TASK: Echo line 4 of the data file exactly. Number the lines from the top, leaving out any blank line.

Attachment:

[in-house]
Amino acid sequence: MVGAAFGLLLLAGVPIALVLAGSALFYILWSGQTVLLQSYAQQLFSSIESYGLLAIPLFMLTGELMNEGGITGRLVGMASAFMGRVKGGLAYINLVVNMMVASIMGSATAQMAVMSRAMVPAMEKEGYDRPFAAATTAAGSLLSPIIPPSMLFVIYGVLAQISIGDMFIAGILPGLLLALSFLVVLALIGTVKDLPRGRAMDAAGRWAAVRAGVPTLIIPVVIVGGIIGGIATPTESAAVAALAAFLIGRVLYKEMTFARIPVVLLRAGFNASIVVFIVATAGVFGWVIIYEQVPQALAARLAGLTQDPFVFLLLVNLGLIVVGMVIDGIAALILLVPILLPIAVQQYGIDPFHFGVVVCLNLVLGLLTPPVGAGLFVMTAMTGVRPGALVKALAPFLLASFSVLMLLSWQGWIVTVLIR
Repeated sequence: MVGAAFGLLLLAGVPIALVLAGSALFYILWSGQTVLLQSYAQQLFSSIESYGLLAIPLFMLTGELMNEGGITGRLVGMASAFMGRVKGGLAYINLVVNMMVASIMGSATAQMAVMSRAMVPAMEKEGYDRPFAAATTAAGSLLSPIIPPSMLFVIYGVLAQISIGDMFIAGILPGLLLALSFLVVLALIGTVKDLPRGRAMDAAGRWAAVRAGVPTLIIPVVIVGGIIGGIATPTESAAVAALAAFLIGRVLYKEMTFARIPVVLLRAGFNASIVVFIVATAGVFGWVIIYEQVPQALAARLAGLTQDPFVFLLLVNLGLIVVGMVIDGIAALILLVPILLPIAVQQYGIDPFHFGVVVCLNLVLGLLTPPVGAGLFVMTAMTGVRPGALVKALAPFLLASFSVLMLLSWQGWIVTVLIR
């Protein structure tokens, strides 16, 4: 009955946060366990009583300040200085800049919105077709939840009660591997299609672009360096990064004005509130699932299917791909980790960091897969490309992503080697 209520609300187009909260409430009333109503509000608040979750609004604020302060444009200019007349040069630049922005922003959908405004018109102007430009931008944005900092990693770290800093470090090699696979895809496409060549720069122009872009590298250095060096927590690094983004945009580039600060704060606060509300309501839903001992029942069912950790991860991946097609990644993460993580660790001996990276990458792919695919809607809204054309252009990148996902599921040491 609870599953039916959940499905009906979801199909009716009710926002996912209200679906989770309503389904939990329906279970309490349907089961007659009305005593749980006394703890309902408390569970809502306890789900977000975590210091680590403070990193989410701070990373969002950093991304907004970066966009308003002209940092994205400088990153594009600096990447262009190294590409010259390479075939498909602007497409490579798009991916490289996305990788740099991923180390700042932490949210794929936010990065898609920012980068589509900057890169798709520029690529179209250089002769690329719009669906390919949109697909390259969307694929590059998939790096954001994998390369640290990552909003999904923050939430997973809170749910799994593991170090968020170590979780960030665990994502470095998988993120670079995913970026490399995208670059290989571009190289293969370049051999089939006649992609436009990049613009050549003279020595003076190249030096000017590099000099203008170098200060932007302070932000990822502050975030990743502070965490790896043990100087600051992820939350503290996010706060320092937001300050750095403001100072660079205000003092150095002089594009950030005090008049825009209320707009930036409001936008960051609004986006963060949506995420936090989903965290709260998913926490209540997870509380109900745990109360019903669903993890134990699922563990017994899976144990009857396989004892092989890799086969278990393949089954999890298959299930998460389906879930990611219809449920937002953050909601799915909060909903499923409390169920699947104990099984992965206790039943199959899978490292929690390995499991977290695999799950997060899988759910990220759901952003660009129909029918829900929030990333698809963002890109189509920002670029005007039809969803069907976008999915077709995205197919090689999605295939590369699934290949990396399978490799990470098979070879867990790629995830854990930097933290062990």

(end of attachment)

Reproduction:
């Protein structure tokens, strides 16, 4: 009955946060366990009583300040200085800049919105077709939840009660591997299609672009360096990064004005509130699932299917791909980790960091897969490309992503080697 209520609300187009909260409430009333109503509000608040979750609004604020302060444009200019007349040069630049922005922003959908405004018109102007430009931008944005900092990693770290800093470090090699696979895809496409060549720069122009872009590298250095060096927590690094983004945009580039600060704060606060509300309501839903001992029942069912950790991860991946097609990644993460993580660790001996990276990458792919695919809607809204054309252009990148996902599921040491 609870599953039916959940499905009906979801199909009716009710926002996912209200679906989770309503389904939990329906279970309490349907089961007659009305005593749980006394703890309902408390569970809502306890789900977000975590210091680590403070990193989410701070990373969002950093991304907004970066966009308003002209940092994205400088990153594009600096990447262009190294590409010259390479075939498909602007497409490579798009991916490289996305990788740099991923180390700042932490949210794929936010990065898609920012980068589509900057890169798709520029690529179209250089002769690329719009669906390919949109697909390259969307694929590059998939790096954001994998390369640290990552909003999904923050939430997973809170749910799994593991170090968020170590979780960030665990994502470095998988993120670079995913970026490399995208670059290989571009190289293969370049051999089939006649992609436009990049613009050549003279020595003076190249030096000017590099000099203008170098200060932007302070932000990822502050975030990743502070965490790896043990100087600051992820939350503290996010706060320092937001300050750095403001100072660079205000003092150095002089594009950030005090008049825009209320707009930036409001936008960051609004986006963060949506995420936090989903965290709260998913926490209540997870509380109900745990109360019903669903993890134990699922563990017994899976144990009857396989004892092989890799086969278990393949089954999890298959299930998460389906879930990611219809449920937002953050909601799915909060909903499923409390169920699947104990099984992965206790039943199959899978490292929690390995499991977290695999799950997060899988759910990220759901952003660009129909029918829900929030990333698809963002890109189509920002670029005007039809969803069907976008999915077709995205197919090689999605295939590369699934290949990396399978490799990470098979070879867990790629995830854990930097933290062990």